This code is available as examples/cross_validation_demo.py.
N-fold cross-validation involves splitting the data into N chunks, where N is the number of folds. For each fold, all-but-one of the chunks is used for training and the remaining chunk for testing. This is repeated so that each chunk is used exactly once for testing. The cross-validation error is then the mean error over all cross-validation folds. In the special case where the number of folds is equal to the number of samples, this is called leave-one-out crossvalidation.
Oger supports cross-validation of datasets. As a tutorial example, we will redo the 30th order NARMA experiment, but this time using different forms of cross-validation. We start of with the same dataset and flow definitions:
inputs, outputs = Oger.datasets.narma30(sample_len=1000)
data = [inputs, zip(inputs, outputs)]
reservoir = Oger.nodes.ReservoirNode(output_dim=100, input_scaling=0.1)
readout = Oger.nodes.RidgeRegressionNode(0)
flow = mdp.Flow([reservoir, readout])
Next, instead of training and executing the flow manually on training and testing data, we use the Oger function validate:
errors = Oger.evaluation.validate(data, flow, Oger.utils.nrmse, cross_validate_function=Oger.evaluation.train_test_only, training_fraction=0.5)
This function takes a dataset (in the MDP format, i.e. a list of iterables) and a flow, and additionally a loss-function (in this case the nrmse), a cross-validation function and additional keyword-arguments which are passed on to the cross-validation function (in this case training_fraction=0.5).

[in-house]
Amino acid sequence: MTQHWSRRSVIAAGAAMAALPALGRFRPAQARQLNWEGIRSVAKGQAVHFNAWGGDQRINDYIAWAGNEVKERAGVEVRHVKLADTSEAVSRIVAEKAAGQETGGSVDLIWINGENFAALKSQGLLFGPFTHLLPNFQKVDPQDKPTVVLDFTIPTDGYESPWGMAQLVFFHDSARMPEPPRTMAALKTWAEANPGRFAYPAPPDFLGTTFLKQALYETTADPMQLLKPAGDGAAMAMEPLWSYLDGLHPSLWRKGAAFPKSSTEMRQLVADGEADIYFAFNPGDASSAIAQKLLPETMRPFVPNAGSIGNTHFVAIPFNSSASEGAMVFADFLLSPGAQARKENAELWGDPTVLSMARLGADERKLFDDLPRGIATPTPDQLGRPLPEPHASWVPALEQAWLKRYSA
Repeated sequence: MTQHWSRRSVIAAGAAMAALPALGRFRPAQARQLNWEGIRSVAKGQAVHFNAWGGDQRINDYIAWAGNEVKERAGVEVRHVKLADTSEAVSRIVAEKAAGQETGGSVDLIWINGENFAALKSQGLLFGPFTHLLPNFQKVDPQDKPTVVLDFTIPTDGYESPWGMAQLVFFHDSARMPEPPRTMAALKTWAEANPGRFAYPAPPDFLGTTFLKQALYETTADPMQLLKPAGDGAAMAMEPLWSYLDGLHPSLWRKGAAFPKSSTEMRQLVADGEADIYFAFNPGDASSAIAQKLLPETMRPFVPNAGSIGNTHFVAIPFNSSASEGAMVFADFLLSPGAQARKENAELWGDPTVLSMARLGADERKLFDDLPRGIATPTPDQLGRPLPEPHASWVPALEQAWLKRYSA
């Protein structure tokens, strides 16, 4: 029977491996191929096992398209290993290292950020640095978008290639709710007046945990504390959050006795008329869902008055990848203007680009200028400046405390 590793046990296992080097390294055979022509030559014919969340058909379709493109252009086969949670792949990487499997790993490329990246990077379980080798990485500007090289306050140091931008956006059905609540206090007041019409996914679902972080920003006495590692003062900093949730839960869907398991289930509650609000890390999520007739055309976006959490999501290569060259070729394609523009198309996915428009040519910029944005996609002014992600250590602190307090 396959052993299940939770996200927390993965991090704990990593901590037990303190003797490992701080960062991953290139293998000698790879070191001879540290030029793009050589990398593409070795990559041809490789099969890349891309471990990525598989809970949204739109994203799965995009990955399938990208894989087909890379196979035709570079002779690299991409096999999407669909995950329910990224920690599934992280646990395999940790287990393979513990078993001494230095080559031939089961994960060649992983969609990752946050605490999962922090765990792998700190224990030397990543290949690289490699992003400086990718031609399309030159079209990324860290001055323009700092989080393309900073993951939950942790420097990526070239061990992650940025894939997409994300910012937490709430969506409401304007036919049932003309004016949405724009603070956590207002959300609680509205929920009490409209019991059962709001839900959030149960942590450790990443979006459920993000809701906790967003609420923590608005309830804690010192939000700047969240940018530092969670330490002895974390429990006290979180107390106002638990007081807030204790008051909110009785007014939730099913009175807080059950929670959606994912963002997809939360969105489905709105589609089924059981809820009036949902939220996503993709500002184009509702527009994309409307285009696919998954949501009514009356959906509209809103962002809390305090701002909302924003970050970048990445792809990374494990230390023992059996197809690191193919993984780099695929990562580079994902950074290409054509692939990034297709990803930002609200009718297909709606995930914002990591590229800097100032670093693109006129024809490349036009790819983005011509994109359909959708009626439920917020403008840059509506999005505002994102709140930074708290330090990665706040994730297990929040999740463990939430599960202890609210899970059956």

The cross-validation function determines the type of cross-validation: here we use the special case of simple training and testing, using 9/10 of the dataset for training (training_fraction=0.9). So, this is equivalent to the original NARMA tutorial, except that here the examples used for training are selected randomly. The validate function returns a list of errors, one for each fold (which is in this case only a single value).
We can repeat this same experiment but using 5-fold cross-validation as follows:
errors = Oger.evaluation.validate(data, flow, Oger.utils.nrmse, n_folds=5)
Notice how we don't explicitly pass the cross-validation-function, because we want the default value of Oger.evaluation.n_fold_random. We also use a different keyword argument for the cross-validation function, namely the number of folds. The return argument errors is in this case a list of five values.
Finally, we can maximize the amount of data used for training by using leave-one-out cross-validation as follows:
errors = Oger.evaluation.validate(data, flow, Oger.utils.nrmse, cross_validate_function=Oger.evaluation.leave_one_out)
This cross-validation function does not use any additional keyword arguments, since the number of folds is determined by the size of the dataset (in this case 10 examples). The errors will be a list of 10 values in this case.